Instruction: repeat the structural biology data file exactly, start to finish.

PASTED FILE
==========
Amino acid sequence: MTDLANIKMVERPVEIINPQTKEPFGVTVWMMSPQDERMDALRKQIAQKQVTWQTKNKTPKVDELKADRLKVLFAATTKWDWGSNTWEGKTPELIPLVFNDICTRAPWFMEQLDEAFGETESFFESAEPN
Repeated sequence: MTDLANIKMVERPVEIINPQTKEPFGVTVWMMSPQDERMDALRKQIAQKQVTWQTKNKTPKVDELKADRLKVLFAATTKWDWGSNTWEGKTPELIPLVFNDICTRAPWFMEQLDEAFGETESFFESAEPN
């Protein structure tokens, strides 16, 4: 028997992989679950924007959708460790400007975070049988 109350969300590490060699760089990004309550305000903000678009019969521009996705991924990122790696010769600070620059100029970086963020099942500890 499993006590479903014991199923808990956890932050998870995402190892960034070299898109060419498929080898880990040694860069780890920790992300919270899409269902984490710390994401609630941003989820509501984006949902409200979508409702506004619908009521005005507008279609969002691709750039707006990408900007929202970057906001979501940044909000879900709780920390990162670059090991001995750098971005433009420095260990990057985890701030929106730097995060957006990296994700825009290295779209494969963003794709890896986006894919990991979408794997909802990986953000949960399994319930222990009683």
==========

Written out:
Amino acid sequence: MTDLANIKMVERPVEIINPQTKEPFGVTVWMMSPQDERMDALRKQIAQKQVTWQTKNKTPKVDELKADRLKVLFAATTKWDWGSNTWEGKTPELIPLVFNDICTRAPWFMEQLDEAFGETESFFESAEPN
Repeated sequence: MTDLANIKMVERPVEIINPQTKEPFGVTVWMMSPQDERMDALRKQIAQKQVTWQTKNKTPKVDELKADRLKVLFAATTKWDWGSNTWEGKTPELIPLVFNDICTRAPWFMEQLDEAFGETESFFESAEPN
């Protein structure tokens, strides 16, 4: 028997992989679950924007959708460790400007975070049988 109350969300590490060699760089990004309550305000903000678009019969521009996705991924990122790696010769600070620059100029970086963020099942500890 499993006590479903014991199923808990956890932050998870995402190892960034070299898109060419498929080898880990040694860069780890920790992300919270899409269902984490710390994401609630941003989820509501984006949902409200979508409702506004619908009521005005507008279609969002691709750039707006990408900007929202970057906001979501940044909000879900709780920390990162670059090991001995750098971005433009420095260990990057985890701030929106730097995060957006990296994700825009290295779209494969963003794709890896986006894919990991979408794997909802990986953000949960399994319930222990009683």